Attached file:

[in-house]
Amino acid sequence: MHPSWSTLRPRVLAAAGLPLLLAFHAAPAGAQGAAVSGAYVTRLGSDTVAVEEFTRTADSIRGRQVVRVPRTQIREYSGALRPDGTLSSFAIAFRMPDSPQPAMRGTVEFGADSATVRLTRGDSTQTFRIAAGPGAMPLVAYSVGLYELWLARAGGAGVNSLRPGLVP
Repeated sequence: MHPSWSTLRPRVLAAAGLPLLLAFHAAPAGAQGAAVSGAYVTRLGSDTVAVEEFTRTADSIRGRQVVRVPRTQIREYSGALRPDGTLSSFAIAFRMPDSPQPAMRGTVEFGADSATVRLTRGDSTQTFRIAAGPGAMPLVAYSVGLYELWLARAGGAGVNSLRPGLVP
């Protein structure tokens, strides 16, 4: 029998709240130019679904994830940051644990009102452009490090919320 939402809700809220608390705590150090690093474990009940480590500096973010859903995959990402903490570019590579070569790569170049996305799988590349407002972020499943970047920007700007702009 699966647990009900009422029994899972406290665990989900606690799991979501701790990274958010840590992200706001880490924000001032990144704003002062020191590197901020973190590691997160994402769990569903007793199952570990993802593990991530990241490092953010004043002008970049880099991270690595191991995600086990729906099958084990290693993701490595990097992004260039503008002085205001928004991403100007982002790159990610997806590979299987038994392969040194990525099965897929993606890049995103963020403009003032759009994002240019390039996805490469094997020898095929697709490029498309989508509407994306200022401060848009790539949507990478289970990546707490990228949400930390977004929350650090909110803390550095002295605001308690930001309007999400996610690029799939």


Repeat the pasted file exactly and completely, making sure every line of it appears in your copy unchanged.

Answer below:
[in-house]
Amino acid sequence: MHPSWSTLRPRVLAAAGLPLLLAFHAAPAGAQGAAVSGAYVTRLGSDTVAVEEFTRTADSIRGRQVVRVPRTQIREYSGALRPDGTLSSFAIAFRMPDSPQPAMRGTVEFGADSATVRLTRGDSTQTFRIAAGPGAMPLVAYSVGLYELWLARAGGAGVNSLRPGLVP
Repeated sequence: MHPSWSTLRPRVLAAAGLPLLLAFHAAPAGAQGAAVSGAYVTRLGSDTVAVEEFTRTADSIRGRQVVRVPRTQIREYSGALRPDGTLSSFAIAFRMPDSPQPAMRGTVEFGADSATVRLTRGDSTQTFRIAAGPGAMPLVAYSVGLYELWLARAGGAGVNSLRPGLVP
């Protein structure tokens, strides 16, 4: 029998709240130019679904994830940051644990009102452009490090919320 939402809700809220608390705590150090690093474990009940480590500096973010859903995959990402903490570019590579070569790569170049996305799988590349407002972020499943970047920007700007702009 699966647990009900009422029994899972406290665990989900606690799991979501701790990274958010840590992200706001880490924000001032990144704003002062020191590197901020973190590691997160994402769990569903007793199952570990993802593990991530990241490092953010004043002008970049880099991270690595191991995600086990729906099958084990290693993701490595990097992004260039503008002085205001928004991403100007982002790159990610997806590979299987038994392969040194990525099965897929993606890049995103963020403009003032759009994002240019390039996805490469094997020898095929697709490029498309989508509407994306200022401060848009790539949507990478289970990546707490990228949400930390977004929350650090909110803390550095002295605001308690930001309007999400996610690029799939």